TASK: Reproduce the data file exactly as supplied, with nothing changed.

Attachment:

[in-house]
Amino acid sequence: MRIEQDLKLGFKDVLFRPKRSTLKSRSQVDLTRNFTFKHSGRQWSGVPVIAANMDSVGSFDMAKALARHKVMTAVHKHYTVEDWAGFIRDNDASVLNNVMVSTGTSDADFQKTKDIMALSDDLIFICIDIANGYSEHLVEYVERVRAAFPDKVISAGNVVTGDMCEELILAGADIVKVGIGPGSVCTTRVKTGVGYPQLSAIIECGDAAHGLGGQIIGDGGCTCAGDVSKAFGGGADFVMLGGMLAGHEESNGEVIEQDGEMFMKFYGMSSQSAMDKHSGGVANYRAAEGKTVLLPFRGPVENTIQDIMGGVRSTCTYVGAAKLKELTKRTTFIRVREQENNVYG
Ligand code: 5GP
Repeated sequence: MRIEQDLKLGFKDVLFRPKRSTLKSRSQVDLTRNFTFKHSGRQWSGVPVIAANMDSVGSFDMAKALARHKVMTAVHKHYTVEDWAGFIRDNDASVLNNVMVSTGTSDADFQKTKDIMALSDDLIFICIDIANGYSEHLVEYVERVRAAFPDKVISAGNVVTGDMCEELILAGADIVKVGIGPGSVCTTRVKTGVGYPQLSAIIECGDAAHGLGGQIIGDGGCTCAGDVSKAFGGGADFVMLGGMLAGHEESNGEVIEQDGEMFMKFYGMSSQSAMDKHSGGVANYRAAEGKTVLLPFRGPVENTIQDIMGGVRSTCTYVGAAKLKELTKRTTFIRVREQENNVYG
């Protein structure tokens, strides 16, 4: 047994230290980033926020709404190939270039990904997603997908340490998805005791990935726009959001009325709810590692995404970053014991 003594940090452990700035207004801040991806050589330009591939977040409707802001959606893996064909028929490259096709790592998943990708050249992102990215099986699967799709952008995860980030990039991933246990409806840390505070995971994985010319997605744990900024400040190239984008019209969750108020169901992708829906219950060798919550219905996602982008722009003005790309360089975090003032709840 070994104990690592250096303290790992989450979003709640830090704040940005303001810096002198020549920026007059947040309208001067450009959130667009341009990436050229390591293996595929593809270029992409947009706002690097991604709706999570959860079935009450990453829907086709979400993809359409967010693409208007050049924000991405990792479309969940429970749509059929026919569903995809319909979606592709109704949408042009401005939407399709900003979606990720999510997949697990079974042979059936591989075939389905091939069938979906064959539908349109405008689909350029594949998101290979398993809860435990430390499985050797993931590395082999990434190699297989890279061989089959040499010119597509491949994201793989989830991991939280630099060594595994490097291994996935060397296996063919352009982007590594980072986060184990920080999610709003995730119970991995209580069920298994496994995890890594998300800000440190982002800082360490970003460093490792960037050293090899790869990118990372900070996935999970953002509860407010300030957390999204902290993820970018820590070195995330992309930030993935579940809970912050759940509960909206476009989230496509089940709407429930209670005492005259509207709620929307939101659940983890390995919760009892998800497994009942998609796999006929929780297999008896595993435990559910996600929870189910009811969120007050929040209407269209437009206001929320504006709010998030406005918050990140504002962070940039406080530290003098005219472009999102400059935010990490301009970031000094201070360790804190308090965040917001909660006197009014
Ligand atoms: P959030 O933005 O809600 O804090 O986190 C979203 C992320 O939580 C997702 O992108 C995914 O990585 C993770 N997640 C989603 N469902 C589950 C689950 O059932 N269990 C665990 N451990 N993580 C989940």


[in-house]
Amino acid sequence: MRIEQDLKLGFKDVLFRPKRSTLKSRSQVDLTRNFTFKHSGRQWSGVPVIAANMDSVGSFDMAKALARHKVMTAVHKHYTVEDWAGFIRDNDASVLNNVMVSTGTSDADFQKTKDIMALSDDLIFICIDIANGYSEHLVEYVERVRAAFPDKVISAGNVVTGDMCEELILAGADIVKVGIGPGSVCTTRVKTGVGYPQLSAIIECGDAAHGLGGQIIGDGGCTCAGDVSKAFGGGADFVMLGGMLAGHEESNGEVIEQDGEMFMKFYGMSSQSAMDKHSGGVANYRAAEGKTVLLPFRGPVENTIQDIMGGVRSTCTYVGAAKLKELTKRTTFIRVREQENNVYG
Ligand code: 5GP
Repeated sequence: MRIEQDLKLGFKDVLFRPKRSTLKSRSQVDLTRNFTFKHSGRQWSGVPVIAANMDSVGSFDMAKALARHKVMTAVHKHYTVEDWAGFIRDNDASVLNNVMVSTGTSDADFQKTKDIMALSDDLIFICIDIANGYSEHLVEYVERVRAAFPDKVISAGNVVTGDMCEELILAGADIVKVGIGPGSVCTTRVKTGVGYPQLSAIIECGDAAHGLGGQIIGDGGCTCAGDVSKAFGGGADFVMLGGMLAGHEESNGEVIEQDGEMFMKFYGMSSQSAMDKHSGGVANYRAAEGKTVLLPFRGPVENTIQDIMGGVRSTCTYVGAAKLKELTKRTTFIRVREQENNVYG
């Protein structure tokens, strides 16, 4: 047994230290980033926020709404190939270039990904997603997908340490998805005791990935726009959001009325709810590692995404970053014991 003594940090452990700035207004801040991806050589330009591939977040409707802001959606893996064909028929490259096709790592998943990708050249992102990215099986699967799709952008995860980030990039991933246990409806840390505070995971994985010319997605744990900024400040190239984008019209969750108020169901992708829906219950060798919550219905996602982008722009003005790309360089975090003032709840 070994104990690592250096303290790992989450979003709640830090704040940005303001810096002198020549920026007059947040309208001067450009959130667009341009990436050229390591293996595929593809270029992409947009706002690097991604709706999570959860079935009450990453829907086709979400993809359409967010693409208007050049924000991405990792479309969940429970749509059929026919569903995809319909979606592709109704949408042009401005939407399709900003979606990720999510997949697990079974042979059936591989075939389905091939069938979906064959539908349109405008689909350029594949998101290979398993809860435990430390499985050797993931590395082999990434190699297989890279061989089959040499010119597509491949994201793989989830991991939280630099060594595994490097291994996935060397296996063919352009982007590594980072986060184990920080999610709003995730119970991995209580069920298994496994995890890594998300800000440190982002800082360490970003460093490792960037050293090899790869990118990372900070996935999970953002509860407010300030957390999204902290993820970018820590070195995330992309930030993935579940809970912050759940509960909206476009989230496509089940709407429930209670005492005259509207709620929307939101659940983890390995919760009892998800497994009942998609796999006929929780297999008896595993435990559910996600929870189910009811969120007050929040209407269209437009206001929320504006709010998030406005918050990140504002962070940039406080530290003098005219472009999102400059935010990490301009970031000094201070360790804190308090965040917001909660006197009014
Ligand atoms: P959030 O933005 O809600 O804090 O986190 C979203 C992320 O939580 C997702 O992108 C995914 O990585 C993770 N997640 C989603 N469902 C589950 C689950 O059932 N269990 C665990 N451990 N993580 C989940």